SFI Seminar: How Size and Architecture Determine the Learning Capacity of Neural Networks
Wednesday, Oct. 23 • 12:15 p.m. • Collins Conference Room at the Santa Fe Institute, 1399 Hyde Park Road.
Abstract: Neural networks are artificial systems of computational units that can learn stochastic dependencies and coordinated behavior. These computational models serve to generate data representations, store and classify patterns, or generalize inferences.
The structure and size shape the space of things that the neural network can learn, its ability to cope with what it cannot learn, and the way it generalizes relations from training examples. So, for example, intuitively: deep architectures with several computational levels are able to learn higher-level features or more abstract data representations than shallow architectures. Distributed networks which store patterns and inference relations in an un-localized way can generalize better than localized ones.
This talk takes a geometric perspective to addresses the learning capacity and distinctive features of neural networks with different sizes and architectures.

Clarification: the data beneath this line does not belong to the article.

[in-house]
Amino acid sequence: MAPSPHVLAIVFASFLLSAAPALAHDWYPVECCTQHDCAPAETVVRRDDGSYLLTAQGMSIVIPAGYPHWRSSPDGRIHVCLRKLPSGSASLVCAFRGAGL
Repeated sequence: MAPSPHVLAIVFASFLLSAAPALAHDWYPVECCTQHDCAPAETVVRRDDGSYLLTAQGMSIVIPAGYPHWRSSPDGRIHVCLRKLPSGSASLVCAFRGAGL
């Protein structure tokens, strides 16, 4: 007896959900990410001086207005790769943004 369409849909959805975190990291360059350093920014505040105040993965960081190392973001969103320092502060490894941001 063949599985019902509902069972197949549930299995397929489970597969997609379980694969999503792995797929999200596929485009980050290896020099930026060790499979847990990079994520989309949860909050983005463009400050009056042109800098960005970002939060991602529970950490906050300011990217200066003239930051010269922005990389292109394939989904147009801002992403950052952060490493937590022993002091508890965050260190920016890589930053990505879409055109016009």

Note: We are unable to accommodate members of the public for SFI’s limited lunch service; you’re welcome to bring your own.
SFI Host: Nihat Ay
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The Santa Fe Institute is a nonprofit research center in Santa Fe. Its scientists collaborate across disciplines to understand the complex systems that underlie critical questions for science and humanity. The Institute is supported by philanthropic individuals and foundations, forward-thinking partner companies, and government science agencies.